Good post. Your last point about fighters who sit on their accomplishments becoming more vulnerable to slippage is “amen”-worthy.

    • We look at recent wins/quality of opposition and also consider “current form,” which factors in matters such as good losses and bad wins. See the Charter tab for more (inactivity, dual-divisions, robberies, etc.). Guerrero was never the #3 welterweight in our rankings. I’m not sure he ever got up over #5.

  4. Why no lightweight and welterweight champions? Are those titles vacant? And if they are, could you at least list the contenders at those weight classes?

    • Go to the divisional rankings page. All the top ten rankings for all seventeen recognized weight classes are there. There are no TBRB champs at lightweight nor welterweight. Floyd Mayweather is the RING welterweight champ, but there is no RING lightweight champ (last one was Juan Manuel Marquez, but he dropped all his lightweight belts when he went up in weight). TBRB doesn’t have a welterweight champ because their title policy is that number one has to fight number two, no exceptions. Robert Guerrero I think was number three at welterweight, and even then I think he was inflated by RING so that there would be a champ. Hell, take a look at Klitschko. He won the RING heavyweight title when he beat Ruslan Chagaev. When did TBRB recognize him? After he beat Povetkin, last year. Only because Wlad and Povetkin were ranked one and two. Chagaev was ranked number three by Ring Magazine at the time of the Klitschko fight, which was their policy back then.

      Danny Garcia is both RING and TBRB junior welterweight champ. When RING started recognizing him? When he beat Amir Khan. Khan was number one, and Garcia was number three. That is within RING’s policy (It was also during Michael Rosenthal’s far inferior-to-Nigel Collins’ reign as editor in chief). When TBRB started recognizing Garcia? After he beat Matthyse. Number one against Number two. Understand what I am getting at?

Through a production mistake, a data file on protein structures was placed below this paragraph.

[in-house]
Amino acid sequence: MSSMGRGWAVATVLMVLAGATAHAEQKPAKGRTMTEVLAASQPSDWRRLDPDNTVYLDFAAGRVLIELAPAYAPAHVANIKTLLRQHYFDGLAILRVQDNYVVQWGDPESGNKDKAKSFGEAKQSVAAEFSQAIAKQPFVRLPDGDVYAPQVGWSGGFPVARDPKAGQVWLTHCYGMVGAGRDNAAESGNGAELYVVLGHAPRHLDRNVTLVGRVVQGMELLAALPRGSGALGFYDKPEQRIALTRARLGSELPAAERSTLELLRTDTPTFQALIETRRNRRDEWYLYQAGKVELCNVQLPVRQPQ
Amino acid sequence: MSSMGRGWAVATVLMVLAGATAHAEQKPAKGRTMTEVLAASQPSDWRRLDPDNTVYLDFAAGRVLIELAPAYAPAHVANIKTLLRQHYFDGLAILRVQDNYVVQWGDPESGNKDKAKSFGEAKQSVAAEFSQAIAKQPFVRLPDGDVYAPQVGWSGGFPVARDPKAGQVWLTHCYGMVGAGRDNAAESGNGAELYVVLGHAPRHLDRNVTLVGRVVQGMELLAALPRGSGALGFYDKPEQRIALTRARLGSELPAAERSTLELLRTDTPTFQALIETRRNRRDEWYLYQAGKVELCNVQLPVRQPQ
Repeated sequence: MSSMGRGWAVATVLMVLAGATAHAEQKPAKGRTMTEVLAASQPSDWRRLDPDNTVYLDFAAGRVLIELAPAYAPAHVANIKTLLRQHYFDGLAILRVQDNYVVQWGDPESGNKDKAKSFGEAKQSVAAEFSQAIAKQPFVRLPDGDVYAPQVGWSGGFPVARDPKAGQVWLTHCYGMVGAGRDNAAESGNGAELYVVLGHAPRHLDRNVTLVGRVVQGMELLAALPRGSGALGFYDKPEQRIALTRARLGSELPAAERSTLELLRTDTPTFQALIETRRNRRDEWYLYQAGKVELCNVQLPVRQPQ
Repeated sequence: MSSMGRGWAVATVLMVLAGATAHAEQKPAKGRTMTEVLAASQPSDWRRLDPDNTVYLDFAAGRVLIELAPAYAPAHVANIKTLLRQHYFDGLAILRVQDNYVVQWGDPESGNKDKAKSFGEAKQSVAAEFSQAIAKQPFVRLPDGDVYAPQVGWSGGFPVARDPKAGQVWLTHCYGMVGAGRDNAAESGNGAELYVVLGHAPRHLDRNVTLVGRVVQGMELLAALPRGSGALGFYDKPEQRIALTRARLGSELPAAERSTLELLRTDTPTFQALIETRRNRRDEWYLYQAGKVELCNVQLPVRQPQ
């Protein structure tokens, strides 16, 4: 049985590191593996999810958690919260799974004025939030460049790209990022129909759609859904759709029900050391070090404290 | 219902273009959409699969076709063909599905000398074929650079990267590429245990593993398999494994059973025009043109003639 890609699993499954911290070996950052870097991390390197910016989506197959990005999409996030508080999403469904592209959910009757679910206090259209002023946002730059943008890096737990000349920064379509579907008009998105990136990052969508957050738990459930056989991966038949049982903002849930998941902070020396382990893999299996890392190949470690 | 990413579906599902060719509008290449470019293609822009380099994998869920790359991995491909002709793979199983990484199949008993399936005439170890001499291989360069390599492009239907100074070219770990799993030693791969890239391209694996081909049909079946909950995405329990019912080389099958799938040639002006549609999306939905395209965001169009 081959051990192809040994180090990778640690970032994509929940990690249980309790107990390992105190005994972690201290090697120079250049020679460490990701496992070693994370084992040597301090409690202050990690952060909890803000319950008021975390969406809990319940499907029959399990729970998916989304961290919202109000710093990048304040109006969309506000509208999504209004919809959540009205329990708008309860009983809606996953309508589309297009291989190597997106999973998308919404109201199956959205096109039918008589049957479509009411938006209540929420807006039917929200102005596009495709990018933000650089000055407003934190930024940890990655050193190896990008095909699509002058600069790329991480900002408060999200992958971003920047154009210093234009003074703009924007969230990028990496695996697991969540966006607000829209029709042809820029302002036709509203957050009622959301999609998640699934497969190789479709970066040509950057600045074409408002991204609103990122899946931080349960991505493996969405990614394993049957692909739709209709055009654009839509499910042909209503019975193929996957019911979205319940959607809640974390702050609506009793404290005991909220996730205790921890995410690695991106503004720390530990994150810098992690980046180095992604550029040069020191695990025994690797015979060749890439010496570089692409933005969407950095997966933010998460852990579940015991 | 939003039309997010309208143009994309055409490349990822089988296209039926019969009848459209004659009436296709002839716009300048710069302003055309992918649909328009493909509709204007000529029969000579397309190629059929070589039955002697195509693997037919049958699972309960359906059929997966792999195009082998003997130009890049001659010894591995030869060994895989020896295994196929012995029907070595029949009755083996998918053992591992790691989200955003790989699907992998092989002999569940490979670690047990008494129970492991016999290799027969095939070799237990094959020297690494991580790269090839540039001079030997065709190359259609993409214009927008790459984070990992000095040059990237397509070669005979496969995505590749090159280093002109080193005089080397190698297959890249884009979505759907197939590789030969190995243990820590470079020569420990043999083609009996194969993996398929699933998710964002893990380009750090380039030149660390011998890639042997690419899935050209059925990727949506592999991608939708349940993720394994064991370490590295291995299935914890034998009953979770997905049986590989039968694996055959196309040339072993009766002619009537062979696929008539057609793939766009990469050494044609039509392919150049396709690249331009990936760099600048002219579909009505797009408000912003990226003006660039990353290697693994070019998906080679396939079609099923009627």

• I agree with your opinion that Mayweather is not the lineal WW champ (despite your conspiracy theory), but I have a follow-up question. When these rankings were formed in Oct. 2012 how did you guys come to the conclusion on which Ring Champions to recognize as lineal? After researching, you guys decided to recognize LHW (starting with Pascal), SMW (Ward), MW (starting with Hopkins), and Fly (starting with Canto), but you guys did not recognize HW (starting with W. Klitschko), CW (starting with Hernandez), and JWW (starting with D. Garcia). Over time, W. Klitschko and D. Garcia have earned your lineal recognition through other fights, but I would like to know if you have inside knowledge on the process of recognizing lineal champions during the creation of these rankings in Oct. 2012.